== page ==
Tuesday, June 26, 2012

Battle of Uruk 2271 BC using Ancient Warrior Battles (001)

I have written some fast play ancient rules to replay historical battles on 2'x2' tables.  Here is the link to the rules: Ancient Warrior Battles rules.  I have played a few games with them already but need more testing.  Since 2000, I have always wanted to play all the Peter Sides scenarios from his Historical Battles books.  Marry the two together and we have a match! The link to a page for background and a list of the scenarios is here.

Observant readers will notice that the Battle of Uruk does not appear in the Peter Sides books.  I wanted to have a simple battle with Ancient Near East troops and I found this battle of Akkad Vs Sumer.  So I am going with this one before tackling Megiddo.  It is different to the other battles I will play as there is not a defined army composition or deployment map.  But I've always wanted to play a game in Ancient Mesopotamia.

Battle of Uruk aka Unification of Sumer
Sargon of Akkad defeats Lugal-zage-si of Umma leading a army collected from Sumerian provinces.  See the Battle of Uruk wikipedia article for some information.  More  information and a scenario can be found in the GMT Games Great Battles of History game Chariots of Fire (link to boardgamegeek entry).  I did not use the Chariots of Fire scenario for this game but the game still has good background information. Note that the date of the battle depends on the chronology used - I've gone with 2271BC from Wikipedia.

There is not much information on the Akkadian and Sumerian armies.  I have used guesses and composition from a number of different army lists (Milgamex, WRG Ancients, FOG, DBM, Ancient Warfare, Armati Warflute lists and Hail Caesar) and the WRG Armies of the Near East.  I have assumed that the onager carts are out of fashion for Akkad, but still used by Sumer.  Akkad army is also differentiated by more loose order archers and some household spearmen.

Army Type: Missile
Skilled general +1 (Sargon)
2 Household Spearmen -  Heavy Infantry, light armour, average fortitude, long spears
4 Spearmen - Heavy Infantry, light armour, low fortitude, long spears
4 Light Archers - Light Infantry, light armour, low fortitude, bow, archers
2 Javelineers - Skirmish Infantry, low fortitude, javelin
2 Skirmish archers - Skirmish Infantry, low fortitude, bow
Breakpoint: 8

Sumerian alliance
Army Type: Missile
Average general +0 (King Lugal-zage-si)
1 Onager cart - Light Chariot, light armour, low fortitude, javelins
6 Spearmen - Heavy Infantry, light armour, low fortitude, long spears
2 Light Archers - Light Infantry, light armour, low fortitude, bow, archers
2 Javelineers - Skirmish Infantry, low fortitude, javelin
4 Skirmish archers - Skirmish Infantry, low fortitude, bow
Breakpoint:  8

Note: Breakpoint is worked out as 50% of 2 points per heavy infantry and 1 point per light infantry (0 for skirmishers). An army breaks when reaching its breakpoint.

I will use the optional rule that you must deploy in a certain amount of groups.  Akkad can deploy in four groups of units, Sumer in three.  You can split groups after deployment, for a slight penalty to orders.

Terrain is a flat plain.

I rolled for random army deployment.  This is similar to the battle tactics in Rally Round the King.
Akkad will defend along the line and deploy at least 50% of the spearmen in a second line in the centre as a reserve.  This reserve did not play much of a part in the battle until too late.  Bad plan Sargon!

Akkadian deployment

Sumer will focus on their centre and right flank and use missiles to disorder the enemy before using the spearmen as a hammer.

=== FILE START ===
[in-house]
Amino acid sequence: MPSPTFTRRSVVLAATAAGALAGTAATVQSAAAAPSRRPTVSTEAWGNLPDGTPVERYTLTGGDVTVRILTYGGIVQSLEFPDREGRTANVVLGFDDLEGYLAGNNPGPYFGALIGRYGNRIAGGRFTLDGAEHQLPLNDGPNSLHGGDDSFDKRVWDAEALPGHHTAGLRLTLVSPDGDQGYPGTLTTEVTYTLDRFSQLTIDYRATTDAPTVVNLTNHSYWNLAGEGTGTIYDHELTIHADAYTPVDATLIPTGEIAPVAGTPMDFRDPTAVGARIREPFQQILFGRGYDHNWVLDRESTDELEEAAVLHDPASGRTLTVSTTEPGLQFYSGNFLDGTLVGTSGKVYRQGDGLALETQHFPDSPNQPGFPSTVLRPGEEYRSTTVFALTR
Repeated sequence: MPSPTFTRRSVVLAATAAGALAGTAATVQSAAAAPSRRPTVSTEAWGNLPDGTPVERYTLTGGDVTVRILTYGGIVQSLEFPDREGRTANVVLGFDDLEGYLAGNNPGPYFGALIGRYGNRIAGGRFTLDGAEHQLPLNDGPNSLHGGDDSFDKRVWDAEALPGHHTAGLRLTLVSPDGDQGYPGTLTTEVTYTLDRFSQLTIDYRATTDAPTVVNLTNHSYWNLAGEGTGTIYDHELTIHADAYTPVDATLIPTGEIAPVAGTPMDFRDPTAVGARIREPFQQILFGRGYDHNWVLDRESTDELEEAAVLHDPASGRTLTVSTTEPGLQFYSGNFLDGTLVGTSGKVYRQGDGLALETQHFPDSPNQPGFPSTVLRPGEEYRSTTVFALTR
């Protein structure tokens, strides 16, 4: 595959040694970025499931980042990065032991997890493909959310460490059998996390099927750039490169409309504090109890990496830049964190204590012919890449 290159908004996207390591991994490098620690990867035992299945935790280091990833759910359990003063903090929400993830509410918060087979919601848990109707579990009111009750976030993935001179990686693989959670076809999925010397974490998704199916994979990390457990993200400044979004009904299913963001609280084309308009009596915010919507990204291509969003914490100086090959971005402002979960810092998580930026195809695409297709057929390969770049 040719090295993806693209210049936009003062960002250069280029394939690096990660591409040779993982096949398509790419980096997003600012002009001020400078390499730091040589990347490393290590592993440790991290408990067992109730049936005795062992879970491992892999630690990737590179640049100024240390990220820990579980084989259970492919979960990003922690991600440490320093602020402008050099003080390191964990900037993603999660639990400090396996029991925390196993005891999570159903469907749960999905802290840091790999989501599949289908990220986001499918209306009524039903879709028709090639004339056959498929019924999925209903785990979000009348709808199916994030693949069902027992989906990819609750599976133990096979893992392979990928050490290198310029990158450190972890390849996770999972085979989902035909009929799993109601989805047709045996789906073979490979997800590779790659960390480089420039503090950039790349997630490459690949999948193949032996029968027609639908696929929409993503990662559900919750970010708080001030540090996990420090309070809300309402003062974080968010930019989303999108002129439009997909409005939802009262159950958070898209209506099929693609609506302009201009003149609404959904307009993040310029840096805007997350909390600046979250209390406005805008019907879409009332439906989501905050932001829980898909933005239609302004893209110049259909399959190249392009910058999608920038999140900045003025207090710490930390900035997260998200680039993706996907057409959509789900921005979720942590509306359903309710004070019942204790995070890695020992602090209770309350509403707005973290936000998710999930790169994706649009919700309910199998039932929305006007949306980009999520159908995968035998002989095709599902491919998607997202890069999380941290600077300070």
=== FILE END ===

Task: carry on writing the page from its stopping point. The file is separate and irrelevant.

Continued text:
Sumerian deployment

Akkad is the attacker (only advantage here is moving first).

Deployment, Sumer to the left.  Apologies for the shiny board - it glows in the flash but otherwise it very matt.  Ah well.

If you have sharp eyes you will not that a lot of the troops don't really look ancient Mesopotamian.  Some are, but the rest are Assyrian allies and a couple of Persian allies as well.  I got most of these as part of a larger lot of painted figures.  The onager battle cart is a light chariot.  I was not going to paint up special figures for this one-off battle. And the field is grass where should really be earth but I don't have any other surface to play on.

The Game
Akkadians cautiously advance with the left flank kept back in reserve. The Sumerian javelin-armed skirmishers advance with the other Sumerian bow-armed skirmishers and inflict 3 retreats (that covert into destruction) on the Akkadian skirmishers. This leaves the Akkadian leading spearmen a little exposed.

Sumerian javelineers (backed up by heavy spearmen) that routed opposing skirmshers
Low fortitude skirmishers really don't hang around long. 

The exposed Akkadian heavy spearmen after being stripped of their skirmishers

Sumerian troops continue to advance, except the chariot/onager cart keeps rolling a 1 for orders and does not move;  only a 1 will fail. The battlelines get a lot closer and finally the chariot moves.

Main battlelines get close (top centre right).  Akkadian reserve line is at bottom left.
 The Akkadian reserve line (on their right flank) finally moves up and forces the Sumerian skirmishers to evade.  As this reserve line was supposed to be in reserve, I did not move it until a few turns into the game. The Sumerians attempt to rally disorder from the evading skirmishers. Needs a 4+.  Both roll a 1. At least the Sumerians are getting the 1's out of the way early!

Akkadian reserve line (on right) has advanced and caused Sumerian skirmishers (at left) to evade.  Green maker indicates disorder.
Rather than advance the Sumerian spearmen battleline through their own skirmishers, the Sumerians will keep the skirmishers in front and try to inflict some disorder on the advancing skirmishers.  And possibly force some of the Akkadian spearmen to react by advancing and therefore breaking up their battleline.  The skirmishers fire.  The Akkadian spearmen all pass their test (so much for that idea!) and charge the skirmishers, who all fire again and retreat through the rear spearmen.  Retreat = destroyed for skirmish infantry interpenetrating close order infantry.  However, when firing again they did manage to disorder one average fortitude spearmen. The Akkadian spearmen pursue the retreating skirmishers and charge into the the Sumerian spearmen.

Battlelines meet.  Sumer to the bottom, Akkad to the top.  Sargon is top right, King Lugal-zage-si is at the bottom centre.